Nuts-and-Bolts: “Keep this Confidential…”

In late July, the National Labor Relations Board (NLRB) issued a decision that affected blanket confidentiality policies that many organizations have in place. As this subject pertains to conducting investigations and interviews in the workplace, the NLRB ruled that even “recommending” that an employee refrain from discussing any HR-related investigations and their subsequent conversations and interviews with other employees is unlawful. The group stated that such confidentiality requirements infringes upon an employee’s Section 7 rights for concerted activity.

An employer can still require that an employee keep trade secrets and other legally protected information confidential, but discussing investigations and other goings on with fellow colleagues and coworkers is not something that an employer can prohibit. This decision will have a huge impact on businesses. Very similar to recent decisions by the NLRB relating to social media and even anti-harassment policies, this was a predictable step and ruling.

What’s the solution? How do you protect sensitive subject matter and confidential information while balancing an employee’s Section 7 rights? The first step is to update your confidentiality policy to balance the need for confidentiality without infringing on Section 7 rights. Remove requirements in which employees are required to sign notices indicating their understanding of the confidential nature of the situation. An employer can still control any information they communicate, but there are restrictions as to how the involved employees are permitted from discussing that information.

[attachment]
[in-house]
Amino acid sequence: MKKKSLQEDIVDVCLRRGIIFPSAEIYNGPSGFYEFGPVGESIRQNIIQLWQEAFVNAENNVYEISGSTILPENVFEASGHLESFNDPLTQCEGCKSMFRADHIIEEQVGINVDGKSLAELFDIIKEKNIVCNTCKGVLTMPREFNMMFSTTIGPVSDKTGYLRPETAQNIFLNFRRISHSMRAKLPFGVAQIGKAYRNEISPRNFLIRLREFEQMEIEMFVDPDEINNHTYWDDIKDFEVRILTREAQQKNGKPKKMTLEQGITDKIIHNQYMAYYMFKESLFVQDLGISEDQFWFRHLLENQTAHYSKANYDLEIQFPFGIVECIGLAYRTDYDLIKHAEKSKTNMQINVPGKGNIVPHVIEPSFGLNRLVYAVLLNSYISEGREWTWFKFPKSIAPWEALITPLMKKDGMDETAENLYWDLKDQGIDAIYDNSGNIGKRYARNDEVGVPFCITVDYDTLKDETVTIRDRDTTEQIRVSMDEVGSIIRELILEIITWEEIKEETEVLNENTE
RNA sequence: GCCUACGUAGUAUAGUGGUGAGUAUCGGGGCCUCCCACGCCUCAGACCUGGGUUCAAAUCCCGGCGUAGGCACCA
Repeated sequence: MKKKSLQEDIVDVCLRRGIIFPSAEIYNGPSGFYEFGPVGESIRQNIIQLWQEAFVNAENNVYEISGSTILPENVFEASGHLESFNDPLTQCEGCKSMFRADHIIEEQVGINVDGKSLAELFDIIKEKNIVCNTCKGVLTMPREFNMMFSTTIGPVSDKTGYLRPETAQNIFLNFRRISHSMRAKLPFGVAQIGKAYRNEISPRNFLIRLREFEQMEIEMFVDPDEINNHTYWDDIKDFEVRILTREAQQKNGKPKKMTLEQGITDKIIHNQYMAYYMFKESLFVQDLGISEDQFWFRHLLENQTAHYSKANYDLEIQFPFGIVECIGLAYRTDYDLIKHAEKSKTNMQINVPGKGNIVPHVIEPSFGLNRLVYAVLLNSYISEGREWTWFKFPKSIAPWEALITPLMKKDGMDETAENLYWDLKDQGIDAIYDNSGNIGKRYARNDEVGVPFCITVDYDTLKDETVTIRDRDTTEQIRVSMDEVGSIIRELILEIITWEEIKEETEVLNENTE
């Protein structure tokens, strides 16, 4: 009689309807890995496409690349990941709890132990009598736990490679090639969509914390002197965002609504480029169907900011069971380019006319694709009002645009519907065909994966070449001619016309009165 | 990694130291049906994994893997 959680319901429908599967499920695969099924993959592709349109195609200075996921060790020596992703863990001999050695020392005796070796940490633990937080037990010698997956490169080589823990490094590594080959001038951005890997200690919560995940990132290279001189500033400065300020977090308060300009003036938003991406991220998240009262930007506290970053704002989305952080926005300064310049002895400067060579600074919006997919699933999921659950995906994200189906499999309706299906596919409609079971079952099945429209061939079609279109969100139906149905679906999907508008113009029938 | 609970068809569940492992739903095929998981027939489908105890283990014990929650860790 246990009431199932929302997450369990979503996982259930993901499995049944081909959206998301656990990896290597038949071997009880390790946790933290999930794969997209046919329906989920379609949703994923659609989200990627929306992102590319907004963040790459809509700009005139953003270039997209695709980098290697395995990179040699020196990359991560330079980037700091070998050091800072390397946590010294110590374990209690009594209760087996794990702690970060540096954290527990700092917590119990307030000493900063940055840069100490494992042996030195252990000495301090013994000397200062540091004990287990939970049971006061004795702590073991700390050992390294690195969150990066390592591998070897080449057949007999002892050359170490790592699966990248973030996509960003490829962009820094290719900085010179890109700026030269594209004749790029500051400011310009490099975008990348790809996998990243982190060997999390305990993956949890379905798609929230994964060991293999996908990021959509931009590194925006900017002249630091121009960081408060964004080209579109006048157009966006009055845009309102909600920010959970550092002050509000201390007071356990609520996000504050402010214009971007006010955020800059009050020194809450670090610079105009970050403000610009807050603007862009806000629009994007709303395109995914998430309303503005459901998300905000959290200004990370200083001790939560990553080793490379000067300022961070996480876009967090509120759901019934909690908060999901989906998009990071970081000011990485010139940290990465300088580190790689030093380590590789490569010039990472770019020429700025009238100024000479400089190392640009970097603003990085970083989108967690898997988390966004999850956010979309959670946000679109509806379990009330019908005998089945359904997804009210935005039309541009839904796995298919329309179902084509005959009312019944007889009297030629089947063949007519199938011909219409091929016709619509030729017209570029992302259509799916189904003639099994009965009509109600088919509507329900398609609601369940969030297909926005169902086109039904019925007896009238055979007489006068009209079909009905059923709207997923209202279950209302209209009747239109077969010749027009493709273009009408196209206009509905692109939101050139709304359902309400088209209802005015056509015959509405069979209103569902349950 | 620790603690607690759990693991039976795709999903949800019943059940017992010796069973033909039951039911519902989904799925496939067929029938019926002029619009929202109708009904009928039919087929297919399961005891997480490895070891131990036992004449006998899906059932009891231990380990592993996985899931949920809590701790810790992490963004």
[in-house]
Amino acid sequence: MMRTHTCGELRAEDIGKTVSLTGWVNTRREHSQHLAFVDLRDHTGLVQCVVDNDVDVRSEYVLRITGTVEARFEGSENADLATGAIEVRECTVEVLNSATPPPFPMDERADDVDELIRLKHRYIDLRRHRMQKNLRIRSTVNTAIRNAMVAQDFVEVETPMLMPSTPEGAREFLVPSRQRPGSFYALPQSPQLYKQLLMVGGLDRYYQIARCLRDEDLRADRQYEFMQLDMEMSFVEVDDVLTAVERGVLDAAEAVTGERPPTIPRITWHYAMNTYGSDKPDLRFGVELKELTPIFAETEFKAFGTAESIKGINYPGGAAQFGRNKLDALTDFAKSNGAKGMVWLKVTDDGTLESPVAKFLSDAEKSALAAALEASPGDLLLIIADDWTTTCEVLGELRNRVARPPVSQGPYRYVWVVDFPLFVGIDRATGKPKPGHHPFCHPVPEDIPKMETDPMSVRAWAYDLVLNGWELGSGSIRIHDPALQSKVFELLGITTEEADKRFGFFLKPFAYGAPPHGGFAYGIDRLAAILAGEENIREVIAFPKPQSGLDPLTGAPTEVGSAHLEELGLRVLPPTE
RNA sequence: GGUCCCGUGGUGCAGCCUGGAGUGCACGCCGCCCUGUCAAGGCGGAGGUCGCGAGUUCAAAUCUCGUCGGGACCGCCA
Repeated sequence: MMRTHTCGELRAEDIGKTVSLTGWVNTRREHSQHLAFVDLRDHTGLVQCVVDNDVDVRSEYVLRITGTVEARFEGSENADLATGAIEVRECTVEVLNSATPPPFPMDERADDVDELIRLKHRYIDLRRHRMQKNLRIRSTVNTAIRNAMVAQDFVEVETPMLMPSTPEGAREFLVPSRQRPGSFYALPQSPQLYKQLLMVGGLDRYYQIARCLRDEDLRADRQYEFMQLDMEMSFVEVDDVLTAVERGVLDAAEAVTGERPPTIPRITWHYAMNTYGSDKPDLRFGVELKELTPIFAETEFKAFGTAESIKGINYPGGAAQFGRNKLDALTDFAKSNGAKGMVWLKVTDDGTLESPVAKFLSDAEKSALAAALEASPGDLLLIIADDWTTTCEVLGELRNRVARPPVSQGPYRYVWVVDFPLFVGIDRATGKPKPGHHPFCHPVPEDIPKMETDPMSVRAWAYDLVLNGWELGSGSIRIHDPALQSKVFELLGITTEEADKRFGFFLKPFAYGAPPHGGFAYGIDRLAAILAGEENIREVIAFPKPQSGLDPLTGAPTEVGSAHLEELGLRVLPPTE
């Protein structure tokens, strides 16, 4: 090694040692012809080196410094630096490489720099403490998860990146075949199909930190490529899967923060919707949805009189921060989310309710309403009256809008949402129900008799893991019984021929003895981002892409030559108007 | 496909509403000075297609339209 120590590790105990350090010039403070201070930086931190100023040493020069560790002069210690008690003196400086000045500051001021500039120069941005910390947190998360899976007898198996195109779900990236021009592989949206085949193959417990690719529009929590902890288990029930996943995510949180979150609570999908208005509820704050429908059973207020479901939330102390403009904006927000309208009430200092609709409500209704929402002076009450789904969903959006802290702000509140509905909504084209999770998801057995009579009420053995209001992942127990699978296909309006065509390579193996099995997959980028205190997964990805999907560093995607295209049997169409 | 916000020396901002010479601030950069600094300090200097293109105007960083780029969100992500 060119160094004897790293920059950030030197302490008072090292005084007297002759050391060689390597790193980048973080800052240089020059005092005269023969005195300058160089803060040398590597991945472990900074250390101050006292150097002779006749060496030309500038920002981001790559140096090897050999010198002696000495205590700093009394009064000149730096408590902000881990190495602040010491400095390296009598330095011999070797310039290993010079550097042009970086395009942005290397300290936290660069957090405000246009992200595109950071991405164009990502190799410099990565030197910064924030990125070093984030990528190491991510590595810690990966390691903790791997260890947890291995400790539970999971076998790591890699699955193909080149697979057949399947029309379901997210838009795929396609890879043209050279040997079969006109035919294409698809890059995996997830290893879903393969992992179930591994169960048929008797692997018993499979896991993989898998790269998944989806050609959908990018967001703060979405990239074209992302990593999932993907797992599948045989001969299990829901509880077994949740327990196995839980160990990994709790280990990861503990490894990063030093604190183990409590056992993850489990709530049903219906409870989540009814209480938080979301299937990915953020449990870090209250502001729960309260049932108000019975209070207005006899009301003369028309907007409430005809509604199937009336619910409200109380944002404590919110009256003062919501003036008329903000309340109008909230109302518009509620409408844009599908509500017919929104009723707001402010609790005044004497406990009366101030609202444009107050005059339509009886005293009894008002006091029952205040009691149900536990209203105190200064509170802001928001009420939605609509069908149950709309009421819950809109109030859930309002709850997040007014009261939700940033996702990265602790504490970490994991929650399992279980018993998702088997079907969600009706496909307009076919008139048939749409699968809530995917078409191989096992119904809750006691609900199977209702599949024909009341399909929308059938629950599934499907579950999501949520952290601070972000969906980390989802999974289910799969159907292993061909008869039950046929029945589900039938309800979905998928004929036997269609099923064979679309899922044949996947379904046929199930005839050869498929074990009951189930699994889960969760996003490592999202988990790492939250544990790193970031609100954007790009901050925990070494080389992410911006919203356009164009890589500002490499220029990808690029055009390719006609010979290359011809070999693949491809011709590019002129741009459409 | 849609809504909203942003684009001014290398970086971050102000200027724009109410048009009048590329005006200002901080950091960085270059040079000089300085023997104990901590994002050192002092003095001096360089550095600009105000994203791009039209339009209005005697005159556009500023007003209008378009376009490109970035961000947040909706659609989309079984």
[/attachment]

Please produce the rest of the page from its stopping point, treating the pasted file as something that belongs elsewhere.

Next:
Be careful when you meet with employees during discussions on how you phrase the need for confidentiality and how you word your requirements for confidentiality in documents.  Note that the NLRB stated that an employer must consider each investigation individually to decide whether confidentiality is required for one or more of the following reasons:

  • Protection of Witnesses
  • Avoiding the Destruction of Evidence
  • Testimony is in Danger of Being Fabricated
  • Preventing a Cover-Up

It is recommended that you document your reasoning for confidentiality prior to the investigation. This can even be shared with the interviewee as appropriate. Many are stating this ruling will be overturned as it is in direct conflict with Title VII and the need for protecting against potential retaliation.

At the end of the day, it is all about how you phrase the reasoning for confidentiality. Avoid making your employees sign any confidentiality agreements, and focus on the need for confidentiality rather than placing restrictions on your employees.